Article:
Flood Risk from Extreme Events (FREE) is research to predict floods minutes to weeks and seasons to decades ahead.
The programme uses environmental science to investigate the physical processes involved in generating extreme events, so they can be better forecasted.
The FREE programme will research what causes and propagates floods, so helping to forecast and quantify flood risk, and inform our society about the likely effects of climate change. The FREE programme started in 2005 and ended in 2010. There have been three rounds of awards, through which 13 projects have been funded.
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The FREE Programme is a NERC directed mode programme to support research into flood prediction minutes to weeks and seasons to decades ahead.
The broad programme objectives embody consideration of the meteorological, hydrological and coastal oceanographic processes involved. Such processes include floods arising either through the occurrence of extreme rainfall and subsequent flows underground, overland or in river channels to the sea, or within estuaries and sea areas generated from storm surges around our coast. These components were highlighted by major flood events during the summer of 2007 in Tewkesbury and Gloucester, and the 9th November 2007 North Sea storm surge which so nearly spelt disaster for east coast communities.
Climate change will probably bring more frequent and intense storms to the UK, in turn bringing more floods. At present, flood damage costs the UK about £1bn each year. So it's essential we improve our ability to forecast, quantify and manage flood risks, and mitigate the effects of climate variability and change, if we're to maintain a sustainable economy. Sound environmental science must underpin our efforts.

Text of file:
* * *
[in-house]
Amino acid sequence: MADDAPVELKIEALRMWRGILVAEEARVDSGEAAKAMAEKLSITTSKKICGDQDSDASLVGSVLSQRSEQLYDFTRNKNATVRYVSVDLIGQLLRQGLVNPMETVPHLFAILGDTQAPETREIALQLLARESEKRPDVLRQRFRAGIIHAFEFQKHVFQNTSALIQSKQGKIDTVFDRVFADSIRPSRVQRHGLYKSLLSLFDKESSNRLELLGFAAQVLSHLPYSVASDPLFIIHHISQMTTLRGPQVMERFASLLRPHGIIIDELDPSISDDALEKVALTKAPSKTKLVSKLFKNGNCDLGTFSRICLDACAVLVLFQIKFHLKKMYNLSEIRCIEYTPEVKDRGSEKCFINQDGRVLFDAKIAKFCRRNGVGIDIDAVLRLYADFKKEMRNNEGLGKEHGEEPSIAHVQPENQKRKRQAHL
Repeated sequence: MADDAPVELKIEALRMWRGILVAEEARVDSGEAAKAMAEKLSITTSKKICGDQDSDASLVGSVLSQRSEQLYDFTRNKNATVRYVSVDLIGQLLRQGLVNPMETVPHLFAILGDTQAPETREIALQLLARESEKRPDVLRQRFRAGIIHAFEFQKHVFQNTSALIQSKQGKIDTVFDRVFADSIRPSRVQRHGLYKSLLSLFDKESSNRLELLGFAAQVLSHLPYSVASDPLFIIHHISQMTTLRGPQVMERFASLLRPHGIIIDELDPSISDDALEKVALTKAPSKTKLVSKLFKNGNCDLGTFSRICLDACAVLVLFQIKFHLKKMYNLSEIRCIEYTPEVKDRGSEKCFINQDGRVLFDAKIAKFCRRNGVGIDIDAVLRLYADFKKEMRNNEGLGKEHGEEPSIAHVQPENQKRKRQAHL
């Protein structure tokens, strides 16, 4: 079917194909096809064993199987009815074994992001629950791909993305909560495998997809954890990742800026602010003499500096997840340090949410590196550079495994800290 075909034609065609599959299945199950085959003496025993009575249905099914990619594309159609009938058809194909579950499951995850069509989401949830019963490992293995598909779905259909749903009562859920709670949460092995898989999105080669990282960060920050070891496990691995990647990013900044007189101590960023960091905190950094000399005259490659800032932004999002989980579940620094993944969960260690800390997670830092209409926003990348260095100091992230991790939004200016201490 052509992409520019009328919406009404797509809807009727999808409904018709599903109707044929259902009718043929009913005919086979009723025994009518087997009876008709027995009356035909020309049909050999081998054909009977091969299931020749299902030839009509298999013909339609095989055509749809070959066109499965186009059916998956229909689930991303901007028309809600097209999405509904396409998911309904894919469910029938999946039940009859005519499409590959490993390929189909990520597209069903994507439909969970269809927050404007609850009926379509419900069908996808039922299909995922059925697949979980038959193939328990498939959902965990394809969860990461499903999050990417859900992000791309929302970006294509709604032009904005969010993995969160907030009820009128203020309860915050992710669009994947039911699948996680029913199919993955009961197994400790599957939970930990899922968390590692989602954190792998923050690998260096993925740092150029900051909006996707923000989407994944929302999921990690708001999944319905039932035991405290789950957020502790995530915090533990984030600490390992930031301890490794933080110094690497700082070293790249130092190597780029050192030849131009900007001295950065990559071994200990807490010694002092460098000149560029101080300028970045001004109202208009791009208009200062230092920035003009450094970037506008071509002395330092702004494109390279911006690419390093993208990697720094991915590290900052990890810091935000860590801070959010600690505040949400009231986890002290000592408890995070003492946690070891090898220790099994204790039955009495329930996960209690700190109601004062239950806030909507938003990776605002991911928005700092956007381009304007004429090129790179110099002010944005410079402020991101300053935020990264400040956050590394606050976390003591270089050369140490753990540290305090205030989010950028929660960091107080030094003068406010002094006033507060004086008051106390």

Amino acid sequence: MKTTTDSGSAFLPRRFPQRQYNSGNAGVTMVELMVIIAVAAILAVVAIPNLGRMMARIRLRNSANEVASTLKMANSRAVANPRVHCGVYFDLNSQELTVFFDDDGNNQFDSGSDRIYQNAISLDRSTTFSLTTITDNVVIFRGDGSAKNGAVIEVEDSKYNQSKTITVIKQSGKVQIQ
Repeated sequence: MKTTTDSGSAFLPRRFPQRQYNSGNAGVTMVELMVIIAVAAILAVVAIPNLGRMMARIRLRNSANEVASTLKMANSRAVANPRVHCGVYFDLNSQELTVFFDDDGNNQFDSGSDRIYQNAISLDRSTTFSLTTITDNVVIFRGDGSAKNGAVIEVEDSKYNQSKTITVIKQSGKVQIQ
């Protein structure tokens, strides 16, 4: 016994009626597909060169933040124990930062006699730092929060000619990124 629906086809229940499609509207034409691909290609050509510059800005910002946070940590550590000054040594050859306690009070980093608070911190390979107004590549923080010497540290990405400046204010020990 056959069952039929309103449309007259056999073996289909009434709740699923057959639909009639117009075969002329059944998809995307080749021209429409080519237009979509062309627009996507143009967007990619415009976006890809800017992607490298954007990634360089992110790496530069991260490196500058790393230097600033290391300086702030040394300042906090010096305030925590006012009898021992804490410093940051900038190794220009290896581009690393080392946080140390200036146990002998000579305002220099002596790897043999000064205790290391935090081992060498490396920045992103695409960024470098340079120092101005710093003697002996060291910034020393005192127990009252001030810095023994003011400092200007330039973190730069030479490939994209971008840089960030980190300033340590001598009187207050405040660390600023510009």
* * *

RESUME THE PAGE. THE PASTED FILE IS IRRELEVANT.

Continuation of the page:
FREE brings researchers in the hydrological, meteorological, terrestrial and coastal oceanography communities together in an integrated research programme for the first time.
FREE Mission Statement: To reduce the flood risk in the UK from extreme events
The FREE programme will research what causes and propagates floods, so helping to forecast and quantify flood risk, and inform our society about the likely effects of climate change.
The FREE programme started in 2005 and will end in 2010. There have been three rounds of awards, through which 13 projects have been funded.Due to the multi-disciplinary nature of the projects within FREE, no one NERC data centre is an appropriate archive for all data. Data management for FREE will be coordinated by the BADC and data and metadata will be stored at the data centre most appropriate for the data type: atmospheric data at BADC, marine data at BODC and hydrological data at CEH. Some data may be more appropriately archived at the NEODC (NERC Earth Observation Data Centre), however this will be administered through the BADC. Links to all data locations will be added to the FREE project page as they become available.
Regardless of the physical location of the data, a copy of the metadata will be lodged in the BADC catalogue and will be browsable through a common portal at BADC which will also link to the actual data location.
Access to the data generated by each project at BADC will be restricted to the FREE participants during a restricted access period ending two years after the end date of each project. Data will be made publicly accessible after that date.